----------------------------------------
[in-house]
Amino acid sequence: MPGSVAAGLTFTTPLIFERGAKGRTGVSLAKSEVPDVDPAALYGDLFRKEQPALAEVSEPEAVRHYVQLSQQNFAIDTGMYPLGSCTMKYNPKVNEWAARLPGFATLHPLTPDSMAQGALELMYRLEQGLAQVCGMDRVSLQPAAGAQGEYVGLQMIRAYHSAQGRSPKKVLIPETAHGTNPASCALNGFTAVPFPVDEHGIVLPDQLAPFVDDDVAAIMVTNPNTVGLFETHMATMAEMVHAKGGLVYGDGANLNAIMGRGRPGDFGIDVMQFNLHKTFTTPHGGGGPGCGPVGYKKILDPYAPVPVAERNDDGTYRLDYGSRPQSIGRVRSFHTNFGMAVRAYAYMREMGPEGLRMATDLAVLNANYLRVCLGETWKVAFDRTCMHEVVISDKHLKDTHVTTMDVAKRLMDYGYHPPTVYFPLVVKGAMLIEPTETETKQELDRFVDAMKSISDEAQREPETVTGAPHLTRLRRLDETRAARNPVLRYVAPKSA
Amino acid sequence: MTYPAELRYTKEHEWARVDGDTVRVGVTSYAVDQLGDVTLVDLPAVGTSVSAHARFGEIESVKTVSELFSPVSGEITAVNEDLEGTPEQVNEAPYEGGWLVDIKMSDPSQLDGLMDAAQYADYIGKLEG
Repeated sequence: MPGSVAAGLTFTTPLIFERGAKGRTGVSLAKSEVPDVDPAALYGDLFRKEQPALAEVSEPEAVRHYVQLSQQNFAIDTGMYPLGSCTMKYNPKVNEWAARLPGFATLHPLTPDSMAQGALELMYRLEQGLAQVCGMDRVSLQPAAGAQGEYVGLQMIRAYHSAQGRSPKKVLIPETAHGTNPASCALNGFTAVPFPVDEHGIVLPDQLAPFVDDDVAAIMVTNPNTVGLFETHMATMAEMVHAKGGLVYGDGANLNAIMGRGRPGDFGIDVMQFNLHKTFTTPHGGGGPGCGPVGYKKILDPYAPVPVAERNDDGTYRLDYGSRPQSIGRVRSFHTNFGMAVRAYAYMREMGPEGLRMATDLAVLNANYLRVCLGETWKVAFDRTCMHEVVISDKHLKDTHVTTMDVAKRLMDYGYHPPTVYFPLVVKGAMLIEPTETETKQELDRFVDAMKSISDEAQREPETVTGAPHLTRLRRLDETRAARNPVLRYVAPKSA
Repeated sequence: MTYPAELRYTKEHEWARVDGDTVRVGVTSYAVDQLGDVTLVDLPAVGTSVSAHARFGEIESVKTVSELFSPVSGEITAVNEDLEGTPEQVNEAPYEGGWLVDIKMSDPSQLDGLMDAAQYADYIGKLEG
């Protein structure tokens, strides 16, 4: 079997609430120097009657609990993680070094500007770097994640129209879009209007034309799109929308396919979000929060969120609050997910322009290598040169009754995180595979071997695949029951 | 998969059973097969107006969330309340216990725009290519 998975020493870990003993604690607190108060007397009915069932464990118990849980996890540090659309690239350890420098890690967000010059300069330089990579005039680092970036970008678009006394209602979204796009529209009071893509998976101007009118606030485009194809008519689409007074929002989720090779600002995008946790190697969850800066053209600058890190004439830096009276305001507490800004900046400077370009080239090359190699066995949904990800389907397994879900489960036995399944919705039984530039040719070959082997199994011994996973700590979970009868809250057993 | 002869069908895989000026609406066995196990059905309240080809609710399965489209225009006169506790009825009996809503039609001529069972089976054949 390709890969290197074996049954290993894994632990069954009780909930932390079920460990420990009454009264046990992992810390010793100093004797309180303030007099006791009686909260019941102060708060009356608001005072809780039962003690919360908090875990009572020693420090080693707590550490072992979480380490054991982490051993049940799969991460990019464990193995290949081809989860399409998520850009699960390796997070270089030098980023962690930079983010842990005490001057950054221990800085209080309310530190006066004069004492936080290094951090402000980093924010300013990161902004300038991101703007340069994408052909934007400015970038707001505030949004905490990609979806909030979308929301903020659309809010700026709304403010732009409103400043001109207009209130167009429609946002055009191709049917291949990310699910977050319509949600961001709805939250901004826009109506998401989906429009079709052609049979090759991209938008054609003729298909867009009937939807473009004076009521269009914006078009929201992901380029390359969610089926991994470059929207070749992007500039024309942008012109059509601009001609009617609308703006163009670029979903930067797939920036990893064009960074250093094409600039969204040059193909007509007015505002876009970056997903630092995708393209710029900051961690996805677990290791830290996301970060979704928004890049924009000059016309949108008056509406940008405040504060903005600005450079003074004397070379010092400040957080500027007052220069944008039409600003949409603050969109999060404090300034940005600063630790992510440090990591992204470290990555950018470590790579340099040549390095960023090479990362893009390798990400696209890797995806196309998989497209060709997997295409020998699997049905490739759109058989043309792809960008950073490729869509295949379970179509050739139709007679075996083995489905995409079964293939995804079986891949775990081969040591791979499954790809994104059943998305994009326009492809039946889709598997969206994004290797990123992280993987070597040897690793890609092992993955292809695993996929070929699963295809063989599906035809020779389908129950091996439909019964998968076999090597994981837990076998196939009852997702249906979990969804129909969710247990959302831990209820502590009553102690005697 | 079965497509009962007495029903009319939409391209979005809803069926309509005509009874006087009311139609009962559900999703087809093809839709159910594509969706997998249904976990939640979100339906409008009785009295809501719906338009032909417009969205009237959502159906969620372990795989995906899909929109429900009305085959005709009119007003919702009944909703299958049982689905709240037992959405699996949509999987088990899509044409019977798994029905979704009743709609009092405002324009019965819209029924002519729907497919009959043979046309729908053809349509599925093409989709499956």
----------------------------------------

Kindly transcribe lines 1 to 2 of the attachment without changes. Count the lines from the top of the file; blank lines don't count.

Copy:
[in-house]
Amino acid sequence: MPGSVAAGLTFTTPLIFERGAKGRTGVSLAKSEVPDVDPAALYGDLFRKEQPALAEVSEPEAVRHYVQLSQQNFAIDTGMYPLGSCTMKYNPKVNEWAARLPGFATLHPLTPDSMAQGALELMYRLEQGLAQVCGMDRVSLQPAAGAQGEYVGLQMIRAYHSAQGRSPKKVLIPETAHGTNPASCALNGFTAVPFPVDEHGIVLPDQLAPFVDDDVAAIMVTNPNTVGLFETHMATMAEMVHAKGGLVYGDGANLNAIMGRGRPGDFGIDVMQFNLHKTFTTPHGGGGPGCGPVGYKKILDPYAPVPVAERNDDGTYRLDYGSRPQSIGRVRSFHTNFGMAVRAYAYMREMGPEGLRMATDLAVLNANYLRVCLGETWKVAFDRTCMHEVVISDKHLKDTHVTTMDVAKRLMDYGYHPPTVYFPLVVKGAMLIEPTETETKQELDRFVDAMKSISDEAQREPETVTGAPHLTRLRRLDETRAARNPVLRYVAPKSA